Resilience in a VUCA world: Reflections on teaching, learning and health in turbulent times

Volume editor
Annette Potgieter


This book sheds light on how humans deal with adversity, especially in uncertain and turbulent times as seen during the COVID-19 pandemic. Resilience theory has become popular in scholarly discourse and the term is difficult to define as so many opinions exist. This book aims to engage critically with resilience theory as a scholarly debate from the unique vantage point of the world of social work as well as theology. This specific aspect of originality contributes to the generation of new knowledge in the broad field of social sciences and humanities. The inception of the book stems from an interdisciplinary conference held at Hugenote Kollege, Wellington, where scholars from social work as well as theology engaged in a discourse on resilience. Professor Adrian van Breda, a specialist in resilience theory and from the social work department of University of Johannesburg was one of the keynote speakers, inspiring scholars to understand what is meant by resilience. Professor Yolanda Dreyer from the University of Pretoria and a seasoned theologian and prolific writer on trauma and resilience was also a keynote speaker, providing insights from a theological perspective. The collaboration between these two fields of thought is unique and rendered new insights into engaging with resilience.

Different methodologies and perspectives from researchers are prevalent as contributors are from different scholarly fields. The book ranges from linguistical, liturgical, philosophical, practical, autoethnographical, anthropological, sociological, and online methodological approaches contributing to ways to deal with traumatic, turbulent and trying times. The book is divided into four main themes that stood out from the results obtained at the conference, namely, (1) religious imagination and resilience, (2) communities and resilience, (3) online teaching and resilience, and (4) the resilience of philosophical questions.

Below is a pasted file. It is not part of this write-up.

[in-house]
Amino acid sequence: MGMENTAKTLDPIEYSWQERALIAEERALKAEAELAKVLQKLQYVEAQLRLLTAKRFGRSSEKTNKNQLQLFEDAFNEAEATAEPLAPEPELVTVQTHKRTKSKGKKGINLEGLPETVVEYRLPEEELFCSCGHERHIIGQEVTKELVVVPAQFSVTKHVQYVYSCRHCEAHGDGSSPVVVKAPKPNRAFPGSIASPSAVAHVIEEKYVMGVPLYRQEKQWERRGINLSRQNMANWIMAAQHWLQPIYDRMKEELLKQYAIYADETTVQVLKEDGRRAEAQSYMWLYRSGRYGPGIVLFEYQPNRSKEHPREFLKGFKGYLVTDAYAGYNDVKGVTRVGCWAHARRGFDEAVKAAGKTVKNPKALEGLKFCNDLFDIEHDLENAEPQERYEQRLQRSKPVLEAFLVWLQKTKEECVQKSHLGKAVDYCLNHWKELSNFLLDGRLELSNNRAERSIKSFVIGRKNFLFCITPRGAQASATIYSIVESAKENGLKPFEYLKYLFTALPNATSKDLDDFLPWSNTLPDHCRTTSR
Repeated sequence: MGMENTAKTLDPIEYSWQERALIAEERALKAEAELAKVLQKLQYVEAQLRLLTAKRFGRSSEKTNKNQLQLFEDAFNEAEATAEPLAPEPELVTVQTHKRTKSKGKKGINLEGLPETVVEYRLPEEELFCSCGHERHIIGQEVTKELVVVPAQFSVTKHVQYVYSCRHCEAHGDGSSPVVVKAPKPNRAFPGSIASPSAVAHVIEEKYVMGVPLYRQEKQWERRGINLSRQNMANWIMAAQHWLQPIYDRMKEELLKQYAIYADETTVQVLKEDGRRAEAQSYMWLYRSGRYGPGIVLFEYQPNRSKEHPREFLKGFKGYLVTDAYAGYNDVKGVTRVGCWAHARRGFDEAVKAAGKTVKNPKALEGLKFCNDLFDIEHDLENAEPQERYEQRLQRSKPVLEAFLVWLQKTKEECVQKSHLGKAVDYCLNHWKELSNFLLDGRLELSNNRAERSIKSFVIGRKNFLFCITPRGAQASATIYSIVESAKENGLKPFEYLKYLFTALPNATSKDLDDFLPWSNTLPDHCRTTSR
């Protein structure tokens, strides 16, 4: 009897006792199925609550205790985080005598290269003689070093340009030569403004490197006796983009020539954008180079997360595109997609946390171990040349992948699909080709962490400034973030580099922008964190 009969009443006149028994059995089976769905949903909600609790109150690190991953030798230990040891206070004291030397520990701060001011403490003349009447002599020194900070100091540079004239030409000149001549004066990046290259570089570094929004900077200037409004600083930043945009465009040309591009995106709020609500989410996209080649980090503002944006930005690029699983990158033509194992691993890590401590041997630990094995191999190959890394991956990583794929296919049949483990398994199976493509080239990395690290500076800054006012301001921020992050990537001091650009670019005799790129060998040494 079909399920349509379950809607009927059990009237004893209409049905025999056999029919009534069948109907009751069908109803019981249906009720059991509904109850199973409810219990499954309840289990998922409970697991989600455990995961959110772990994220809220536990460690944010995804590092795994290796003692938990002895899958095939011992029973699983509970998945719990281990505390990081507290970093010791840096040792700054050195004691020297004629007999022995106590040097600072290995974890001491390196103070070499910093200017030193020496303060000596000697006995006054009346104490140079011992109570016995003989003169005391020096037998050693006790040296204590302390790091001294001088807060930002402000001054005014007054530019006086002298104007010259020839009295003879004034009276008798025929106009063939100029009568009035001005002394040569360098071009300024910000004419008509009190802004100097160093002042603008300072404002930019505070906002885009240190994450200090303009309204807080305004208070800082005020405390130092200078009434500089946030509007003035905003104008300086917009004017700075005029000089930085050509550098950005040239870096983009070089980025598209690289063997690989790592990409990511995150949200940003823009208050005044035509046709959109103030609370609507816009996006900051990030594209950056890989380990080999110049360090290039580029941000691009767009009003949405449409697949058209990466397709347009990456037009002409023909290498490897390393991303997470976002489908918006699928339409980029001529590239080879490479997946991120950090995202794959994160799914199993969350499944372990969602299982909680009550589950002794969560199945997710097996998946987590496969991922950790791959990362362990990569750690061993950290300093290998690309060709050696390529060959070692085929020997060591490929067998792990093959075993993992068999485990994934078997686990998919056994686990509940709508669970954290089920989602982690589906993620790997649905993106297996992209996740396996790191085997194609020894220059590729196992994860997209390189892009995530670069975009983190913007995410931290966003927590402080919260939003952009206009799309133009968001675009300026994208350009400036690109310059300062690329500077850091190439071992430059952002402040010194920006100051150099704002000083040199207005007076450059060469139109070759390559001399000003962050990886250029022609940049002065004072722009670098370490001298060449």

• Chapter 1
    Rethinking images of God: The Song of Moses and a resilient God?
    Annette Potgieter
  • Chapter 2
    Reimagining liturgy in the light of resilience
    Marileen Steyn
  • Chapter 3
    Local ecumenical collaboration – beacons of hope
    Nioma Venter
  • Chapter 4
    A missional reflection on the lamentable realities of COVID-19
    Luc Kabongo
  • Chapter 5
    Youth, Religion and Resilience in South Africa: An Autoethnographic Perspective
    Jacques Beukes
  • Chapter 6
    'Resilience is our chant': Online support groups during COVID-19
    Reineth Prinsloo
  • Chapter 7
    Fieldwork practice for social work students during the COVID-19 pandemic
    Jessica Johannisen, Sandra Bredell
  • Chapter 8
    The transition to online teaching and learning during a pandemic: Reflections from a lecturer and instructional learning designer at a Private Higher Education Institution in South Africa
    Melissa C. Siegelaar
  • Chapter 9
    Carl Schmitt as resilient phoenix: the surprising returns of an (in)famous jurist
    Kristof K.P. Vanhoutte, Christo Lombaard
  • Chapter 10
    The Pirahã, Nominalism and Anti-Nativism in the Cultural Anthropology of Daniel Everett. On the Resilience of the Nature-Nurture Dispute: Tentative Implications for Theology and Spirituality
    David Biernot


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